Where Do Interjections Come From? A Psycholinguistic Analysis of Shaw's Pygmalion

Publication Type:

Journal Article

Source:

Journal of Psycholinguistic Research, Volume 34, Number 5, p.497-514 (2005)

DOI:

10.1007/s10936-005-6205-x

Keywords:

conceptual and medial orality, dramatic performance, emotional expression, interjections, spontaneity

Abstract:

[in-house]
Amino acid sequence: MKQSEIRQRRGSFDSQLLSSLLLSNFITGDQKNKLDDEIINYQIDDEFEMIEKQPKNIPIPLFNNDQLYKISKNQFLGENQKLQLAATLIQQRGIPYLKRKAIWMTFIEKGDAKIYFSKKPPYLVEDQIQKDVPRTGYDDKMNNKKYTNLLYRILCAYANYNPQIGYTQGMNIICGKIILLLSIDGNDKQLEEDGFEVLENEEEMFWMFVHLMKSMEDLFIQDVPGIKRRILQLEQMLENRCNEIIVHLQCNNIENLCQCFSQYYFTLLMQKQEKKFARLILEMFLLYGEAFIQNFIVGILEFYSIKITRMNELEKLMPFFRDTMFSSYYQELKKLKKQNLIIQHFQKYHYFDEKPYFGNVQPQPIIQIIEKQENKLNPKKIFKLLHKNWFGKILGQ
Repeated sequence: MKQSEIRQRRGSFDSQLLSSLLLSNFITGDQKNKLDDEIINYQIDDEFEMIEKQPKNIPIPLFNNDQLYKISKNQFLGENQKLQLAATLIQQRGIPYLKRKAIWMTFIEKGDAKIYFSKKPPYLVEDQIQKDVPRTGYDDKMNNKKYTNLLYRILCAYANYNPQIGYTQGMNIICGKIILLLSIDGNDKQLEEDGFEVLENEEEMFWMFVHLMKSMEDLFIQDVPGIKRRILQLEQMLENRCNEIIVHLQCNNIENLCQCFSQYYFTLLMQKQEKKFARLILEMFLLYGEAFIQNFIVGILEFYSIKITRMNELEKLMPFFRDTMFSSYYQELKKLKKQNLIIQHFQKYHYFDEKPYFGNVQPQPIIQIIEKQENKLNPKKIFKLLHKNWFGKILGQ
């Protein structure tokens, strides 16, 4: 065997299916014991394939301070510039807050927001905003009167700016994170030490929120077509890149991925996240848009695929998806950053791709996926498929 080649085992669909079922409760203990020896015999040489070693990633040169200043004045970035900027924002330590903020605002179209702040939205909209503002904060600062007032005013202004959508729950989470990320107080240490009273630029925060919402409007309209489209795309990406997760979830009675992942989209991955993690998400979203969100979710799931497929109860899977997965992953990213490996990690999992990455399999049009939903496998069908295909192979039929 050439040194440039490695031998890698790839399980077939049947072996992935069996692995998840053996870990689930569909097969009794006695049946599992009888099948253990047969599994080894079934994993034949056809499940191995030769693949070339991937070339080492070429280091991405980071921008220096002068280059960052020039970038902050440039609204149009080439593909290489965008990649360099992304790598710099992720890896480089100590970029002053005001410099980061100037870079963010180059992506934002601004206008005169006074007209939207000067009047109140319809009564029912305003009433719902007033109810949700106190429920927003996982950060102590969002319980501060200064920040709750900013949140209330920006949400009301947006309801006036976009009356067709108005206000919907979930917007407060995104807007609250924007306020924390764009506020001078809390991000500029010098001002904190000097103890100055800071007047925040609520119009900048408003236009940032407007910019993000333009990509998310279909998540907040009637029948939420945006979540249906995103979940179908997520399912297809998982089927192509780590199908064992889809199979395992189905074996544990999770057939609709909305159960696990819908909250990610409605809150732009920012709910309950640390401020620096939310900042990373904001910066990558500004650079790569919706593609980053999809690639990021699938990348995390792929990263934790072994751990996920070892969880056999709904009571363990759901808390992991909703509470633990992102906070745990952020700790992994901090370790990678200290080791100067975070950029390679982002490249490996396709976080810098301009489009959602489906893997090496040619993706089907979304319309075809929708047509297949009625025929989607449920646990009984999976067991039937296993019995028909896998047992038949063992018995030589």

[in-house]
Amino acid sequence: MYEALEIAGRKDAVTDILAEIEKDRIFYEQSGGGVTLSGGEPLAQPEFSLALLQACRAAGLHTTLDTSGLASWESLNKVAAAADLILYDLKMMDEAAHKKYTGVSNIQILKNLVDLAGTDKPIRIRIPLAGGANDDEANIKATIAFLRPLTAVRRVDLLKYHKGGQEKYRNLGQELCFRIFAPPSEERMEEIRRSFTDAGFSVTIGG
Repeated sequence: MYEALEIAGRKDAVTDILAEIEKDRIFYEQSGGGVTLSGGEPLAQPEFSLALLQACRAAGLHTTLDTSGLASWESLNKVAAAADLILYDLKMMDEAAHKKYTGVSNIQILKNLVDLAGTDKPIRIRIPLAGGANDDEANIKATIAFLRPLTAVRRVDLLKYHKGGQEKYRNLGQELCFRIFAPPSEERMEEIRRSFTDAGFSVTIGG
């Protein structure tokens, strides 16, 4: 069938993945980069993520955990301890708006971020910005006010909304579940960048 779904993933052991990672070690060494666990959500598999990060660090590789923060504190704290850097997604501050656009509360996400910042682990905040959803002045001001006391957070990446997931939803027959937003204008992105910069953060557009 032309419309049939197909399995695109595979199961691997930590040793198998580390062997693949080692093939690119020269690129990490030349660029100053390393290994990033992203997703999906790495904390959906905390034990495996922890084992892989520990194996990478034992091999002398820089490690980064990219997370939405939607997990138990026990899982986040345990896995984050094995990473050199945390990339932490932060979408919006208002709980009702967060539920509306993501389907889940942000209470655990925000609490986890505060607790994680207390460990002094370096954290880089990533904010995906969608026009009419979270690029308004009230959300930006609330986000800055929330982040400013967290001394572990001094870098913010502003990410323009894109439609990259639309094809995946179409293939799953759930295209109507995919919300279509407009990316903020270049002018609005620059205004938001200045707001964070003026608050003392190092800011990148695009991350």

Starting from our recent findings regarding emotional and initializing functions of interjections in TV and radio interviews (Kowal & O'Connell, 2004b; O'Connell & Kowal, in press; O'Connell, Kowal, & Ageneau, 2005), we used the book and script of Shaw (1916/1969) and the audiotape of the motion picture (Pascal, Asquith, & Howard, 1938) Pygmalion to investigate how actors use interjections to express emotions. The following hypotheses were tested: (1) The actors use the written cues selectively in their oral performance by substituting, adding, and deleting interjections; (2) primary interjections added by the actors are less conventional than those in the written text; (3) durations and number of syllables of Eliza Doolittle's spoken renditions of her signature interjection ah-ah-ah-ow-ow-ow-oo do not correlate with the length in letters and syllables of the written versions; and (4) there is no evidence for Ameka's (1992b, 1994) characterization of interjections as temporally isolated, i.e., preceded and followed by silent pauses, in consequence of their syntactic isolation. Our findings confirmed all the hypotheses except for one unexpectedly significant correlation between number of syllables in Eliza Doolittle's signature interjection in the written version and duration in seconds of the spoken version thereof. The common thread throughout these data is the actor's need to personalize emotions in a dramatic performance—by means of interjections other than those provided in the written text. In this process of personalization, the emotional and initializing functions of interjections are confirmed.